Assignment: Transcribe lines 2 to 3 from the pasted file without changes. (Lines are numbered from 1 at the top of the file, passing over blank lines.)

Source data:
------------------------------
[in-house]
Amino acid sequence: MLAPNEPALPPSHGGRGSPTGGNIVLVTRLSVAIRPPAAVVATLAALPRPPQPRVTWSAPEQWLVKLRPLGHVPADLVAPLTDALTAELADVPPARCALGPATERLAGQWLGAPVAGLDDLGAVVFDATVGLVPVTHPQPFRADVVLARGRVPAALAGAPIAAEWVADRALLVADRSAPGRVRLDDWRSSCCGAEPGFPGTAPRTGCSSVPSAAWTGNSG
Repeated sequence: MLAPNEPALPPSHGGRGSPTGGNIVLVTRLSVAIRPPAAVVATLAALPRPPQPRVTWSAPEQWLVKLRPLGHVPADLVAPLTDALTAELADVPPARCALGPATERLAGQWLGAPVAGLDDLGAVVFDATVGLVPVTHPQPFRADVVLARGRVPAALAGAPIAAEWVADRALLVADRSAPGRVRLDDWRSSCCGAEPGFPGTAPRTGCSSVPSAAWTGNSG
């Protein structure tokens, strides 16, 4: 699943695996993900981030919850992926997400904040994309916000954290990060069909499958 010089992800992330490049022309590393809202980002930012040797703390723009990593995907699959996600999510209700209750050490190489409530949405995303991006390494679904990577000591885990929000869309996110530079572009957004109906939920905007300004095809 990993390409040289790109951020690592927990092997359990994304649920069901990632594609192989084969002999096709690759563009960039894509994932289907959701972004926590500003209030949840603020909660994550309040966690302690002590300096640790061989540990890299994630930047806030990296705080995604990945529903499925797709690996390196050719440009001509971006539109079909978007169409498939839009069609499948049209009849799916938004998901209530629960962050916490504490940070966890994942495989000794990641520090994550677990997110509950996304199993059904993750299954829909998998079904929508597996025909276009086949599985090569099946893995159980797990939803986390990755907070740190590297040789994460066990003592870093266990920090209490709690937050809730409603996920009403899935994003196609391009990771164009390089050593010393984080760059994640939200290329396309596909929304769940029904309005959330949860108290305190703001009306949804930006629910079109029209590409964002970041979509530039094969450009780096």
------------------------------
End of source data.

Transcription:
Amino acid sequence: MLAPNEPALPPSHGGRGSPTGGNIVLVTRLSVAIRPPAAVVATLAALPRPPQPRVTWSAPEQWLVKLRPLGHVPADLVAPLTDALTAELADVPPARCALGPATERLAGQWLGAPVAGLDDLGAVVFDATVGLVPVTHPQPFRADVVLARGRVPAALAGAPIAAEWVADRALLVADRSAPGRVRLDDWRSSCCGAEPGFPGTAPRTGCSSVPSAAWTGNSG
Repeated sequence: MLAPNEPALPPSHGGRGSPTGGNIVLVTRLSVAIRPPAAVVATLAALPRPPQPRVTWSAPEQWLVKLRPLGHVPADLVAPLTDALTAELADVPPARCALGPATERLAGQWLGAPVAGLDDLGAVVFDATVGLVPVTHPQPFRADVVLARGRVPAALAGAPIAAEWVADRALLVADRSAPGRVRLDDWRSSCCGAEPGFPGTAPRTGCSSVPSAAWTGNSG